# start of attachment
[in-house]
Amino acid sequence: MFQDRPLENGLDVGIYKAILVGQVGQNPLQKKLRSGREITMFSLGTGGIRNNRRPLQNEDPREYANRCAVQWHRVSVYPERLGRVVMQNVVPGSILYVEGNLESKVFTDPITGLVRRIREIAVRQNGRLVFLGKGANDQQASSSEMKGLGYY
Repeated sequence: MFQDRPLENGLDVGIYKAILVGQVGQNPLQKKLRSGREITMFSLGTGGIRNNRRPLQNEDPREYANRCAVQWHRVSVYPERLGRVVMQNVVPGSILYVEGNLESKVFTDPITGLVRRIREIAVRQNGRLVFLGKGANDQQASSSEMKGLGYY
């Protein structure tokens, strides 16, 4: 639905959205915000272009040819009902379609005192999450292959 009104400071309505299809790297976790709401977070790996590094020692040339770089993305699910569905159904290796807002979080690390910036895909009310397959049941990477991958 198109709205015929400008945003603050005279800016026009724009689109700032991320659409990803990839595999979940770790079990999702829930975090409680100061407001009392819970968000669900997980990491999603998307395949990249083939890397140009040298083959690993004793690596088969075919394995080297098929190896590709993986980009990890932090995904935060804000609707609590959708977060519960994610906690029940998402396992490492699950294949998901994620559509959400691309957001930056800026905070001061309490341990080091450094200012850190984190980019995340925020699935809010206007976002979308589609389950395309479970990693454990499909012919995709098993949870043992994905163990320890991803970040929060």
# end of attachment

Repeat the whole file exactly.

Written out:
[in-house]
Amino acid sequence: MFQDRPLENGLDVGIYKAILVGQVGQNPLQKKLRSGREITMFSLGTGGIRNNRRPLQNEDPREYANRCAVQWHRVSVYPERLGRVVMQNVVPGSILYVEGNLESKVFTDPITGLVRRIREIAVRQNGRLVFLGKGANDQQASSSEMKGLGYY
Repeated sequence: MFQDRPLENGLDVGIYKAILVGQVGQNPLQKKLRSGREITMFSLGTGGIRNNRRPLQNEDPREYANRCAVQWHRVSVYPERLGRVVMQNVVPGSILYVEGNLESKVFTDPITGLVRRIREIAVRQNGRLVFLGKGANDQQASSSEMKGLGYY
């Protein structure tokens, strides 16, 4: 639905959205915000272009040819009902379609005192999450292959 009104400071309505299809790297976790709401977070790996590094020692040339770089993305699910569905159904290796807002979080690390910036895909009310397959049941990477991958 198109709205015929400008945003603050005279800016026009724009689109700032991320659409990803990839595999979940770790079990999702829930975090409680100061407001009392819970968000669900997980990491999603998307395949990249083939890397140009040298083959690993004793690596088969075919394995080297098929190896590709993986980009990890932090995904935060804000609707609590959708977060519960994610906690029940998402396992490492699950294949998901994620559509959400691309957001930056800026905070001061309490341990080091450094200012850190984190980019995340925020699935809010206007976002979308589609389950395309479970990693454990499909012919995709098993949870043992994905163990320890991803970040929060």